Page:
What is a simile? A simile is a literary device which describes something by comparing it to something else, using the words ‘like’ or ‘as’.

For example:

  • The man was as tall as a giraffe.
  • Her eyes shone like stars.

These similes are used to emphasise and exaggerate the features that the people already have, such as their height and bright eyes.

Similes are different to metaphors, as metaphors do not use the words ‘like’ or ‘as’ to compare two things.  Notice the difference in the example below:

  • Her eyes shone like stars (simile).
  • Her eyes were stars (metaphor).

Similes and metaphors are used to make descriptive writing more exciting and create a vivid picture in the mind of the reader.

When do children learn about similes?

  • Similes are introduced into the Key Stage 2 curriculum as teachers start to point them out in poems and stories.
  • When children are comfortable with what a simile is, they will often be asked to find the similes themselves in a poem that their teacher has provided.

How are children taught to use similes?

To start children writing their own similes, teachers might provide them with visual aids to get their imagination going. For example, the children might be given a picture of the sun and then asked to write down all the things it looks like. Children might answer that it looks like a gold coin or like fire. This creates the simple simile:

  • The sun is like a gold coin’.

To improve on a simple metaphor, teachers will ask prompt questions, such as ‘How does the sun look like a gold coin?’, hopefully creating an improved simile, such as:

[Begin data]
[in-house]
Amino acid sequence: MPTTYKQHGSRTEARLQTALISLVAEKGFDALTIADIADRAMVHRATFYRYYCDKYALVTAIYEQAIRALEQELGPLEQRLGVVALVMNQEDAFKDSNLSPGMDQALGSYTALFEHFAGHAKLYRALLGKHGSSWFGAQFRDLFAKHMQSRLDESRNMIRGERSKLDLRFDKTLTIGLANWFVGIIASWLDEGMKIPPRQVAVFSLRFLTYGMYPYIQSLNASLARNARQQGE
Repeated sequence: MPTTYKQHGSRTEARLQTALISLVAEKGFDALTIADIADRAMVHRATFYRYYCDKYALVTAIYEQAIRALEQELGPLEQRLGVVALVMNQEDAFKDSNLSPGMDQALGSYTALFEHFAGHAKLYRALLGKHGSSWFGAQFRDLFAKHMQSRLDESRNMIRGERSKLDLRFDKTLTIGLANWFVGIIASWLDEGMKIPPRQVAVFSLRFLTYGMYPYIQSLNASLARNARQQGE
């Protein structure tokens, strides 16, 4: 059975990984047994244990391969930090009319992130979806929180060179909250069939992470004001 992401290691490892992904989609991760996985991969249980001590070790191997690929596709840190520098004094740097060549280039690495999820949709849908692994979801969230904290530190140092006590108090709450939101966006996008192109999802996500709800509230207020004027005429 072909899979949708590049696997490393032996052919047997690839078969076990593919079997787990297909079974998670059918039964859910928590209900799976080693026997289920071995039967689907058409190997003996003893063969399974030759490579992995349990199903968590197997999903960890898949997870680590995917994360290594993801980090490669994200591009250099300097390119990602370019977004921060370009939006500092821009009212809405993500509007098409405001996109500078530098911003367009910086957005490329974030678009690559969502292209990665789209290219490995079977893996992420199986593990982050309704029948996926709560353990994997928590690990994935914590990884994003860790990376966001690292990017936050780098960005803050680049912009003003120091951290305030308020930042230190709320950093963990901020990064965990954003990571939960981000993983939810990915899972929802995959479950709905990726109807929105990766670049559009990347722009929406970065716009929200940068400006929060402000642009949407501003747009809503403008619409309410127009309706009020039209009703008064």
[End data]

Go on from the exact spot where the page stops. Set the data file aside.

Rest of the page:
• ‘The sun shimmers like a gigantic gold coin in the sky’.

How to help children use more similes?

One way to help children is to get them to practice using similes as a way of improving sentences. You could ask them to replace a simple adjective in a sentence with a simile. For example:

  • ‘The woman was sleepy’ could become ‘The woman was as sleepy as a sloth’, or
  • The two boys were brave’ could become ‘The two boys were as braves as lions’.

As they re-write the sentences, children will begin to understand how similes can improve their descriptive writing by making it more interesting. The standard of their work will improve as they start to naturally include similes in their writing.

How does Learning Street help children to develop their use of similes?

We introduce children to similes as part of our KS2 courses. Like most topics, we cover this area in a structured way to ensure children really understand similes and can use them in their written work.

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